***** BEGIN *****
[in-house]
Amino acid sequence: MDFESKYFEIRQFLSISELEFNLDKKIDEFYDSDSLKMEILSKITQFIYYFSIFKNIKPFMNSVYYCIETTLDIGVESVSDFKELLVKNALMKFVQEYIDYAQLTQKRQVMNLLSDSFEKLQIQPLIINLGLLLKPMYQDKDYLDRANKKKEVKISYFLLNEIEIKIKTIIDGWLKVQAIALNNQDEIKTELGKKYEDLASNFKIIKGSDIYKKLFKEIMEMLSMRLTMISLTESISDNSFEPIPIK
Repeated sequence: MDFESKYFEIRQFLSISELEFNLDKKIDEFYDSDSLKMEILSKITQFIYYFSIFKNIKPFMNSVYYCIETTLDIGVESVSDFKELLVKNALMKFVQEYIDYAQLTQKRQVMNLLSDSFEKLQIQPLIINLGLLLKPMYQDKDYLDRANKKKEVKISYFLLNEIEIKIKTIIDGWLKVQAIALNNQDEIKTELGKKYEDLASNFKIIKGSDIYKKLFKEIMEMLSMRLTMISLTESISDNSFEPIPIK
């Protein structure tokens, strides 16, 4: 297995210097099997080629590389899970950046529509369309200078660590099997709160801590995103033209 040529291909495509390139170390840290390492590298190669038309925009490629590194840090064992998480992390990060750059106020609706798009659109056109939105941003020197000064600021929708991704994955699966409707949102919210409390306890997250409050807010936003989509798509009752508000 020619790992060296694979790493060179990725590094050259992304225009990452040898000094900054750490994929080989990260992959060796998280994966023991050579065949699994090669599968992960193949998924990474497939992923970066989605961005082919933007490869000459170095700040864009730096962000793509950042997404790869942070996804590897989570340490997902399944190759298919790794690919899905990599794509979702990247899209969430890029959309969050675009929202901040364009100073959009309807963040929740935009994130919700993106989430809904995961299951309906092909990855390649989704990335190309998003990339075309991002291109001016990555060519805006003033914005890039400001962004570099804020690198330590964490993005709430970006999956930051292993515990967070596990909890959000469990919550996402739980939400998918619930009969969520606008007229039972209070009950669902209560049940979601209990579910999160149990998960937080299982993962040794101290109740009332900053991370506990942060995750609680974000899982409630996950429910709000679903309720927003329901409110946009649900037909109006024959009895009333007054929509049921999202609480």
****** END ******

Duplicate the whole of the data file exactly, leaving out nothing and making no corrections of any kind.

[in-house]
Amino acid sequence: MDFESKYFEIRQFLSISELEFNLDKKIDEFYDSDSLKMEILSKITQFIYYFSIFKNIKPFMNSVYYCIETTLDIGVESVSDFKELLVKNALMKFVQEYIDYAQLTQKRQVMNLLSDSFEKLQIQPLIINLGLLLKPMYQDKDYLDRANKKKEVKISYFLLNEIEIKIKTIIDGWLKVQAIALNNQDEIKTELGKKYEDLASNFKIIKGSDIYKKLFKEIMEMLSMRLTMISLTESISDNSFEPIPIK
Repeated sequence: MDFESKYFEIRQFLSISELEFNLDKKIDEFYDSDSLKMEILSKITQFIYYFSIFKNIKPFMNSVYYCIETTLDIGVESVSDFKELLVKNALMKFVQEYIDYAQLTQKRQVMNLLSDSFEKLQIQPLIINLGLLLKPMYQDKDYLDRANKKKEVKISYFLLNEIEIKIKTIIDGWLKVQAIALNNQDEIKTELGKKYEDLASNFKIIKGSDIYKKLFKEIMEMLSMRLTMISLTESISDNSFEPIPIK
């Protein structure tokens, strides 16, 4: 297995210097099997080629590389899970950046529509369309200078660590099997709160801590995103033209 040529291909495509390139170390840290390492590298190669038309925009490629590194840090064992998480992390990060750059106020609706798009659109056109939105941003020197000064600021929708991704994955699966409707949102919210409390306890997250409050807010936003989509798509009752508000 020619790992060296694979790493060179990725590094050259992304225009990452040898000094900054750490994929080989990260992959060796998280994966023991050579065949699994090669599968992960193949998924990474497939992923970066989605961005082919933007490869000459170095700040864009730096962000793509950042997404790869942070996804590897989570340490997902399944190759298919790794690919899905990599794509979702990247899209969430890029959309969050675009929202901040364009100073959009309807963040929740935009994130919700993106989430809904995961299951309906092909990855390649989704990335190309998003990339075309991002291109001016990555060519805006003033914005890039400001962004570099804020690198330590964490993005709430970006999956930051292993515990967070596990909890959000469990919550996402739980939400998918619930009969969520606008007229039972209070009950669902209560049940979601209990579910999160149990998960937080299982993962040794101290109740009332900053991370506990942060995750609680974000899982409630996950429910709000679903309720927003329901409110946009649900037909109006024959009895009333007054929509049921999202609480």